by Kevin Walsh

FUNNY how I miss things. Even though I have considered myself more diligent than ever in tracking down remnants of NYC’s past as an infrastructural archeologist, It’ surprising how much material slips past my notice. Last year I took an in-depth look at Celtic Avenue, a one-block road in Sunnyside, Queens, a last remnant of a much longer route that predated the neighborhood’s street grid as built in the early 1900s.

Forgotten Fan George Burles didn’t miss what I did, though, and duly sent me a couple photos of his find at #50-29 Celtic Avenue just where it meets 43rd Street.

See it there, right at the roofline? “L.I. Casket & Box Co.” No doubt the paint at the roofline wore down and became transparent enough to show it. This building was once the home of a casketmaking empire. It was propitiously located too, as Calvary Cemetery is a block or so away.

In 1940, 50-29 Celtic gave no indication of being part of a casket empire but it did have a porch which it has since lost. Note Celtic Avenue wasn’t paved at the time.

Update: Historian Joseph Ditta points out that the company was founded in 1923 by Louis Chianella and is still in business, as Island Casket, located in West Babylon.

Ad in Brooklyn Citizen, August 31, 1921 when this was #71 Celtic Avenue. Thus the firm may have been founded earlier than 1923.

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Joey Macellaro October 1, 2021 - 5:58 pm

The company still exists! They’re in Wyandanch, L.I., now and have changed their name to Island Casket. http://www.islandcasket.com/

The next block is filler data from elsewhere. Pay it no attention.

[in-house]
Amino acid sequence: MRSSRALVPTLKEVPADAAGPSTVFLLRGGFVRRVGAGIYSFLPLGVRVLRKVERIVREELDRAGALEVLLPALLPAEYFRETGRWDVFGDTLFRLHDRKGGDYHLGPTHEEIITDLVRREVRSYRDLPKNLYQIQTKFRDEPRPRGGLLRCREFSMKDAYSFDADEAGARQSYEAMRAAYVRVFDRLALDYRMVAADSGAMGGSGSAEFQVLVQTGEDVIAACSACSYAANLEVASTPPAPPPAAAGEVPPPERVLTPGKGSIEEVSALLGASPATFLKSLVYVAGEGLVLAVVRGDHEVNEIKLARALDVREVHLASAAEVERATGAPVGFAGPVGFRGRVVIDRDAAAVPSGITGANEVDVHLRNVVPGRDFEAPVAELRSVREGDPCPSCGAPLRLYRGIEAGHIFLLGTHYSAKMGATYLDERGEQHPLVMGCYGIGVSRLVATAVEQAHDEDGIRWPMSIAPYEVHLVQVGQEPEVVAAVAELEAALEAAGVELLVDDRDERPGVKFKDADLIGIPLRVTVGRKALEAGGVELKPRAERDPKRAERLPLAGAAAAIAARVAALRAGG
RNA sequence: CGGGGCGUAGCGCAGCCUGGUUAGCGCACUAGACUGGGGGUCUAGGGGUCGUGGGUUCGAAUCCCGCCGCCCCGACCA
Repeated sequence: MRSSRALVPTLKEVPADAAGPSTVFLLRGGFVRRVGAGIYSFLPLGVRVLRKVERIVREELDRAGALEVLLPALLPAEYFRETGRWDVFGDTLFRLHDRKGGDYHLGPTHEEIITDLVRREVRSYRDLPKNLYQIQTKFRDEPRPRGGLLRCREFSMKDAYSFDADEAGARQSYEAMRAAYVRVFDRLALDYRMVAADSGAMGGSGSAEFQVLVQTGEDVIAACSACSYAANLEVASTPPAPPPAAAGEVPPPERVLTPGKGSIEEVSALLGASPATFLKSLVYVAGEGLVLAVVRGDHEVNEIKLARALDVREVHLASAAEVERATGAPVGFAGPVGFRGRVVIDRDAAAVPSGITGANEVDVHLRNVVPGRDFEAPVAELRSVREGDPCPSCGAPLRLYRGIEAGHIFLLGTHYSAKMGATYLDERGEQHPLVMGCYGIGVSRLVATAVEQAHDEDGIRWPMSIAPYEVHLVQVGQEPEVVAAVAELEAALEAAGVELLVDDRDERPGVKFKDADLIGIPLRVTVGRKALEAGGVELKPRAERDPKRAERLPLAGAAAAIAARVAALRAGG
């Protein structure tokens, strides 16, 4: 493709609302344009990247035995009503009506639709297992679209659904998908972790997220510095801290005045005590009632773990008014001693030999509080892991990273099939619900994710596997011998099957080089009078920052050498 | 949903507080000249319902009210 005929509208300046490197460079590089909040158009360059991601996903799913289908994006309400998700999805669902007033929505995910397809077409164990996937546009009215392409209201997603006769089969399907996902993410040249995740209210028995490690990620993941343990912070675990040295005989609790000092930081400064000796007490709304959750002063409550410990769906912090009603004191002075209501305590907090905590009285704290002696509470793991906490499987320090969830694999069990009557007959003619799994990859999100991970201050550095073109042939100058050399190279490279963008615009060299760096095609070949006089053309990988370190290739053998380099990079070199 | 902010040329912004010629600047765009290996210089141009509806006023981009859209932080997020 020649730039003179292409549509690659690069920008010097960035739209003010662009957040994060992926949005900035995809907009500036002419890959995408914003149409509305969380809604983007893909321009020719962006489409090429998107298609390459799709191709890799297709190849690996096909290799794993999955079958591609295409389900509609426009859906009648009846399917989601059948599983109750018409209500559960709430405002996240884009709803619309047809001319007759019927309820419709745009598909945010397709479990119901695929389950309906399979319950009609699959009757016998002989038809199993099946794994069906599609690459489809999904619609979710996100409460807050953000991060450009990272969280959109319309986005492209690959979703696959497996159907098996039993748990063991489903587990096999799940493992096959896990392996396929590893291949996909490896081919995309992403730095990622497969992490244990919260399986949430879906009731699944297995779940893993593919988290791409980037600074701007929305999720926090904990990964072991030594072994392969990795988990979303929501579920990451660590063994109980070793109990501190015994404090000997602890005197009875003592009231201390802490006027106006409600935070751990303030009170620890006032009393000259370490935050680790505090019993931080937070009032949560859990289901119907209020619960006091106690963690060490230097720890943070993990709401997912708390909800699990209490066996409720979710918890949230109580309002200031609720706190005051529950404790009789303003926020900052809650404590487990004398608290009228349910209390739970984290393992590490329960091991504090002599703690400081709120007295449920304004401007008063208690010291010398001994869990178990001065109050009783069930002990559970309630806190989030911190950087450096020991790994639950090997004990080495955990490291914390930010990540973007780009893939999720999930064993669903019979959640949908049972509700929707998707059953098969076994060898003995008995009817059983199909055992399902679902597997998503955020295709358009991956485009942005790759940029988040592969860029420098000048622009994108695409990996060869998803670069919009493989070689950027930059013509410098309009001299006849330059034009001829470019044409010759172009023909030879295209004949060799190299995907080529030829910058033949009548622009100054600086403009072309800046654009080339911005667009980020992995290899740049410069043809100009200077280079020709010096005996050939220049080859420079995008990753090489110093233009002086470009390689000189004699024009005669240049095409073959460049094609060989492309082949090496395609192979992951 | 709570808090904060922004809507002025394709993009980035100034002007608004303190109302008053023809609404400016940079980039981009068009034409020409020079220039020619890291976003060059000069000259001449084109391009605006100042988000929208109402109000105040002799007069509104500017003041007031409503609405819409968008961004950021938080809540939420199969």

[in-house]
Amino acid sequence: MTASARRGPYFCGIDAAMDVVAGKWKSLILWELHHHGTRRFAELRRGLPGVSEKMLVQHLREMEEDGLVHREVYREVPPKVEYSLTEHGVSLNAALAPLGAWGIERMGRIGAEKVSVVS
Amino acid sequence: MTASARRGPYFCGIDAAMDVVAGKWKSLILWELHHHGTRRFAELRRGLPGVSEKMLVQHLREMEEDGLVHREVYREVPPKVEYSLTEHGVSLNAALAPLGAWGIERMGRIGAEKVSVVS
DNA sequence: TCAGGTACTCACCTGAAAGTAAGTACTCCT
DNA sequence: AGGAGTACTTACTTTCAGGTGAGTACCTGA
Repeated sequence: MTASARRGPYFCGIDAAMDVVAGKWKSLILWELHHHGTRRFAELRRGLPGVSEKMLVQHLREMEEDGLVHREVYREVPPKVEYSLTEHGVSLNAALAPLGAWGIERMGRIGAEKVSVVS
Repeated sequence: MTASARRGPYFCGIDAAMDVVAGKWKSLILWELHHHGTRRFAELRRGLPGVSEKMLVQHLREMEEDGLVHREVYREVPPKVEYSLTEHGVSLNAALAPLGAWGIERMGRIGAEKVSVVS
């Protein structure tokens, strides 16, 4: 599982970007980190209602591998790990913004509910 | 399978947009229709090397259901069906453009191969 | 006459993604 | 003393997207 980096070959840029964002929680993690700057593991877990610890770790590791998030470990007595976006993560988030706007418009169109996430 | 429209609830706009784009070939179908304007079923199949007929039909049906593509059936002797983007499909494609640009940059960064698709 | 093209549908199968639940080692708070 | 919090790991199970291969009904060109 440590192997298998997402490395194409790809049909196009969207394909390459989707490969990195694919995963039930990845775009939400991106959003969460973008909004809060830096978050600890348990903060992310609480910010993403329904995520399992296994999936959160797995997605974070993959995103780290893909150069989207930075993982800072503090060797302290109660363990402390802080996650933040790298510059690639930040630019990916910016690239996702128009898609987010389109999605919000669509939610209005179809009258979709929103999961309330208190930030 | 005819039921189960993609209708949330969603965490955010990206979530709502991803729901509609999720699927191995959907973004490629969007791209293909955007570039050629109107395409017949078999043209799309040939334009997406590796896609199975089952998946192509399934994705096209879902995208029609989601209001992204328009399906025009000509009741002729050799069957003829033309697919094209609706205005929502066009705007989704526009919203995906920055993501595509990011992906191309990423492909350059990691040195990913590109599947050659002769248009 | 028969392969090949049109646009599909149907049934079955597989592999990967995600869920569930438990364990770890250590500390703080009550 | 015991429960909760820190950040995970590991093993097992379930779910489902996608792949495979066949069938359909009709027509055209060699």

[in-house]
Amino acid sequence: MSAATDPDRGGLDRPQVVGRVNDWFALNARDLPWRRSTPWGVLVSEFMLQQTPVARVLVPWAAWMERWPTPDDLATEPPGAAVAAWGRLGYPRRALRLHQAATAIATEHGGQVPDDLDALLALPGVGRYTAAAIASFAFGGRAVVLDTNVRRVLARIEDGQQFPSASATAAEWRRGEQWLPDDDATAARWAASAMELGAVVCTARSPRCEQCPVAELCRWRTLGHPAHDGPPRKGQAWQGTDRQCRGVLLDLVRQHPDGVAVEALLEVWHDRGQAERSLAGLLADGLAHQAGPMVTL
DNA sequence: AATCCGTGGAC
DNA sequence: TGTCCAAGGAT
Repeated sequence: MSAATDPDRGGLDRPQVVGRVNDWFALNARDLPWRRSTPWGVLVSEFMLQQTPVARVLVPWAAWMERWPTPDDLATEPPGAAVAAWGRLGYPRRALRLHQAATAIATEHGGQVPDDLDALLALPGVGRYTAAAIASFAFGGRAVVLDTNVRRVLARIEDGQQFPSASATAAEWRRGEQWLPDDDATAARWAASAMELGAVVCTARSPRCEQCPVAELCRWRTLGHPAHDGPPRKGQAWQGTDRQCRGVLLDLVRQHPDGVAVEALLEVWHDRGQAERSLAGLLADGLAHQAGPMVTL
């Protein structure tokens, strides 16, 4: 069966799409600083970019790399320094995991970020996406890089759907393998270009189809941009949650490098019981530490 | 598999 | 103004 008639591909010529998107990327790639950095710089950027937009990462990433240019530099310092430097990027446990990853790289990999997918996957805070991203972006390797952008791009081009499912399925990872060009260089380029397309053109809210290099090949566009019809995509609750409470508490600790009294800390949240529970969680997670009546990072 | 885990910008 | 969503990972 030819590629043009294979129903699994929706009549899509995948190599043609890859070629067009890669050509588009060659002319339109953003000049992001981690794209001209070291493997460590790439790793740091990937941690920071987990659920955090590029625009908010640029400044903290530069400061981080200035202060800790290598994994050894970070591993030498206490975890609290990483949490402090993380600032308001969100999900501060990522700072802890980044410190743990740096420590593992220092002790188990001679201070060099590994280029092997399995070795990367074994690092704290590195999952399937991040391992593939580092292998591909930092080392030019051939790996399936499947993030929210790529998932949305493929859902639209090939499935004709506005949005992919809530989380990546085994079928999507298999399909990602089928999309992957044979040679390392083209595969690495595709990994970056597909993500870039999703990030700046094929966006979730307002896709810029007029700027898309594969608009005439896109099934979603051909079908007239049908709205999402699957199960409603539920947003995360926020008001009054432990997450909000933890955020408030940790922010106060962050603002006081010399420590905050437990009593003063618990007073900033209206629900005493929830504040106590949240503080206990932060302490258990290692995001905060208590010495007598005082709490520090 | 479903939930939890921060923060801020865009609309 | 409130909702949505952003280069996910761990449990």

Steve Soldwedel October 1, 2021 - 6:11 pm

It looks like Celtic Avenue continues through the cemetery and straight in line with Meeker Avenue, across the creek. Was that part of its original route?

Kevin Walsh October 1, 2021 - 6:38 pm

perhaps. Calvary was instituted in 1848.

Ty October 1, 2021 - 7:26 pm

This is interesting. I found a Daily News article from July 1 1981 profiling Albert Broccoli the producer of James Bond fame. (His uncle Pasquale de Cicco, who had a farm out in Lake Grove LI, brought broccoli to America) He grew up in Astoria – went to PS9 – says in the 1920s he worked as manager of the Long Island Casket company. The owner didn’t speak English he said so he was very useful. He said when he signed Sean Connery Sean told him he had a job polishing caskets back in Scotland.

Sunnysider October 1, 2021 - 8:04 pm

You may not have missed this your last visit. It may well have been covered up and only recently exposed. I don’t recall seeing it before now either.

Peter October 2, 2021 - 10:10 pm

Coffin (I hate the euphemism “casket”) sales used to be a complete pyramid scam. Funeral directors would mark them up enormously, often after figuring out what the people could afford to pay. Things got so scammy that in the 1980’s the federal government had to step in and allow customers to buy their own coffins. I mean, the family members, the stiffs themselves are pretty useless when it comes to accomplishing much of anything. You can buy coffins online for far less than what the funeral homes charge.
Of course you can always go the Walt Disney route with the liquid nitrogen, but that’s super expensive.


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